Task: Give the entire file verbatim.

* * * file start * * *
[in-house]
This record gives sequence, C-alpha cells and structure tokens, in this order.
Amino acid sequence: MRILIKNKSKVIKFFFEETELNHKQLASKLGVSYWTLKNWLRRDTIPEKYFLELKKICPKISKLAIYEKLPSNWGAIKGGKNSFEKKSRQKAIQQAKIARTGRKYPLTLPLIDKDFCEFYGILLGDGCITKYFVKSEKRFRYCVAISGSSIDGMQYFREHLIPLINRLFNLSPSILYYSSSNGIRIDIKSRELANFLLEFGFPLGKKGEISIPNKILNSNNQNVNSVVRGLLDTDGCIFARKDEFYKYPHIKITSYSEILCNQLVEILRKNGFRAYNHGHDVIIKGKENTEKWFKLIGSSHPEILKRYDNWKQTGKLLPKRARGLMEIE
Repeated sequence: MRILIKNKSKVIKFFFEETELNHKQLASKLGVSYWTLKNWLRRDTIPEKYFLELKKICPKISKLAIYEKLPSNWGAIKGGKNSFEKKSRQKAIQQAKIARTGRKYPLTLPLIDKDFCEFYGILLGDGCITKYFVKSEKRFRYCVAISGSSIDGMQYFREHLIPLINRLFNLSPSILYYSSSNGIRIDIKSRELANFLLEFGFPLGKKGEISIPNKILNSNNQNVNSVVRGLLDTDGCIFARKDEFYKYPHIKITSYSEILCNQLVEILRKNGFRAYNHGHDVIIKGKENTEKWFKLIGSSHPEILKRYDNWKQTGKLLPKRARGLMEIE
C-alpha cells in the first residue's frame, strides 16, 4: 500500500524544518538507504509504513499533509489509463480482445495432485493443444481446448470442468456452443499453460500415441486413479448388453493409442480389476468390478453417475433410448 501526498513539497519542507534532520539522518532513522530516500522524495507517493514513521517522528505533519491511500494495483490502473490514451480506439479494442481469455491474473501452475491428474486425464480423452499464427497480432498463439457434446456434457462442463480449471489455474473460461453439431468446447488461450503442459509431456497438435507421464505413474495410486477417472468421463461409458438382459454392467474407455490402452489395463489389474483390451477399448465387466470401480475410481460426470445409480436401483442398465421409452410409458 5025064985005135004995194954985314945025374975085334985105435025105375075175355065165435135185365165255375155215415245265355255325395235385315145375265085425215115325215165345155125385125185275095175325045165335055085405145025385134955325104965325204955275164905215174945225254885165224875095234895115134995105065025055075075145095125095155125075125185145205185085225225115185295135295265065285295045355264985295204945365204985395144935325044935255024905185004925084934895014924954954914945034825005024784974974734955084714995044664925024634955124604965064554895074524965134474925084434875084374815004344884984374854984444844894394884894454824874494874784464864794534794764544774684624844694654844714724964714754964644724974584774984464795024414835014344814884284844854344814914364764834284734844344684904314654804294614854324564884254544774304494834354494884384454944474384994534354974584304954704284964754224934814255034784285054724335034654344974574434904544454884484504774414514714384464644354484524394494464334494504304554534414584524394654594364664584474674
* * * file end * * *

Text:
[in-house]
This record gives sequence, C-alpha cells and structure tokens, in this order.
Amino acid sequence: MRILIKNKSKVIKFFFEETELNHKQLASKLGVSYWTLKNWLRRDTIPEKYFLELKKICPKISKLAIYEKLPSNWGAIKGGKNSFEKKSRQKAIQQAKIARTGRKYPLTLPLIDKDFCEFYGILLGDGCITKYFVKSEKRFRYCVAISGSSIDGMQYFREHLIPLINRLFNLSPSILYYSSSNGIRIDIKSRELANFLLEFGFPLGKKGEISIPNKILNSNNQNVNSVVRGLLDTDGCIFARKDEFYKYPHIKITSYSEILCNQLVEILRKNGFRAYNHGHDVIIKGKENTEKWFKLIGSSHPEILKRYDNWKQTGKLLPKRARGLMEIE
Repeated sequence: MRILIKNKSKVIKFFFEETELNHKQLASKLGVSYWTLKNWLRRDTIPEKYFLELKKICPKISKLAIYEKLPSNWGAIKGGKNSFEKKSRQKAIQQAKIARTGRKYPLTLPLIDKDFCEFYGILLGDGCITKYFVKSEKRFRYCVAISGSSIDGMQYFREHLIPLINRLFNLSPSILYYSSSNGIRIDIKSRELANFLLEFGFPLGKKGEISIPNKILNSNNQNVNSVVRGLLDTDGCIFARKDEFYKYPHIKITSYSEILCNQLVEILRKNGFRAYNHGHDVIIKGKENTEKWFKLIGSSHPEILKRYDNWKQTGKLLPKRARGLMEIE
C-alpha cells in the first residue's frame, strides 16, 4: 500500500524544518538507504509504513499533509489509463480482445495432485493443444481446448470442468456452443499453460500415441486413479448388453493409442480389476468390478453417475433410448 501526498513539497519542507534532520539522518532513522530516500522524495507517493514513521517522528505533519491511500494495483490502473490514451480506439479494442481469455491474473501452475491428474486425464480423452499464427497480432498463439457434446456434457462442463480449471489455474473460461453439431468446447488461450503442459509431456497438435507421464505413474495410486477417472468421463461409458438382459454392467474407455490402452489395463489389474483390451477399448465387466470401480475410481460426470445409480436401483442398465421409452410409458 5025064985005135004995194954985314945025374975085334985105435025105375075175355065165435135185365165255375155215415245265355255325395235385315145375265085425215115325215165345155125385125185275095175325045165335055085405145025385134955325104965325204955275164905215174945225254885165224875095234895115134995105065025055075075145095125095155125075125185145205185085225225115185295135295265065285295045355264985295204945365204985395144935325044935255024905185004925084934895014924954954914945034825005024784974974734955084714995044664925024634955124604965064554895074524965134474925084434875084374815004344884984374854984444844894394884894454824874494874784464864794534794764544774684624844694654844714724964714754964644724974584774984464795024414835014344814884284844854344814914364764834284734844344684904314654804294614854324564884254544774304494834354494884384454944474384994534354974584304954704284964754224934814255034784285054724335034654344974574434904544454884484504774414514714384464644354484524394494464334494504304554534414584524394654594364664584474674